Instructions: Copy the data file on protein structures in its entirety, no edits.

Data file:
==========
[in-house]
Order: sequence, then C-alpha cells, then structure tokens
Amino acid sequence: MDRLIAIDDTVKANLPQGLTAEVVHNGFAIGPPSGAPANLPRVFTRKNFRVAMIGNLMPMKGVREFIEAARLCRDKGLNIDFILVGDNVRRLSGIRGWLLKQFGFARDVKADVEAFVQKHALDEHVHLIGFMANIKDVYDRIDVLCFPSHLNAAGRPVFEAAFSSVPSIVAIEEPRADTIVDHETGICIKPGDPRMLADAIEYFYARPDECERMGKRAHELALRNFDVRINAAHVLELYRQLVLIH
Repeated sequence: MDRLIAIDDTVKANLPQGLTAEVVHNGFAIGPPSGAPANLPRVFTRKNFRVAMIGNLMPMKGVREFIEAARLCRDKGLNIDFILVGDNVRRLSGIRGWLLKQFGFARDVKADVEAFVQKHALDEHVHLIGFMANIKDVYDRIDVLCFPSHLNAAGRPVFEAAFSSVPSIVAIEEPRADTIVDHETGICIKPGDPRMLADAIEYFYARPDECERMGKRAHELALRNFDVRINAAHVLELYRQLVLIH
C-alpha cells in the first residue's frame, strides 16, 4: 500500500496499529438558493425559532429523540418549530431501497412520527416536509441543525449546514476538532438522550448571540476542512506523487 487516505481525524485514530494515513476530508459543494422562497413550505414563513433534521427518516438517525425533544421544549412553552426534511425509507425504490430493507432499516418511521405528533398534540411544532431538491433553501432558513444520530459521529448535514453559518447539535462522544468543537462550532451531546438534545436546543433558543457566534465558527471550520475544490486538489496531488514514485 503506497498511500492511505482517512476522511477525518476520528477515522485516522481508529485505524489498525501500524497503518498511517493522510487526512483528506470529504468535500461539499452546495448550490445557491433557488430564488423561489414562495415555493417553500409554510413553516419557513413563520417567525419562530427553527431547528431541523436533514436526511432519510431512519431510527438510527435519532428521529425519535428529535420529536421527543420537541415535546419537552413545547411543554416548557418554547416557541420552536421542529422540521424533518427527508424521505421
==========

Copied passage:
[in-house]
Order: sequence, then C-alpha cells, then structure tokens
Amino acid sequence: MDRLIAIDDTVKANLPQGLTAEVVHNGFAIGPPSGAPANLPRVFTRKNFRVAMIGNLMPMKGVREFIEAARLCRDKGLNIDFILVGDNVRRLSGIRGWLLKQFGFARDVKADVEAFVQKHALDEHVHLIGFMANIKDVYDRIDVLCFPSHLNAAGRPVFEAAFSSVPSIVAIEEPRADTIVDHETGICIKPGDPRMLADAIEYFYARPDECERMGKRAHELALRNFDVRINAAHVLELYRQLVLIH
Repeated sequence: MDRLIAIDDTVKANLPQGLTAEVVHNGFAIGPPSGAPANLPRVFTRKNFRVAMIGNLMPMKGVREFIEAARLCRDKGLNIDFILVGDNVRRLSGIRGWLLKQFGFARDVKADVEAFVQKHALDEHVHLIGFMANIKDVYDRIDVLCFPSHLNAAGRPVFEAAFSSVPSIVAIEEPRADTIVDHETGICIKPGDPRMLADAIEYFYARPDECERMGKRAHELALRNFDVRINAAHVLELYRQLVLIH
C-alpha cells in the first residue's frame, strides 16, 4: 500500500496499529438558493425559532429523540418549530431501497412520527416536509441543525449546514476538532438522550448571540476542512506523487 487516505481525524485514530494515513476530508459543494422562497413550505414563513433534521427518516438517525425533544421544549412553552426534511425509507425504490430493507432499516418511521405528533398534540411544532431538491433553501432558513444520530459521529448535514453559518447539535462522544468543537462550532451531546438534545436546543433558543457566534465558527471550520475544490486538489496531488514514485 503506497498511500492511505482517512476522511477525518476520528477515522485516522481508529485505524489498525501500524497503518498511517493522510487526512483528506470529504468535500461539499452546495448550490445557491433557488430564488423561489414562495415555493417553500409554510413553516419557513413563520417567525419562530427553527431547528431541523436533514436526511432519510431512519431510527438510527435519532428521529425519535428529535420529536421527543420537541415535546419537552413545547411543554416548557418554547416557541420552536421542529422540521424533518427527508424521505421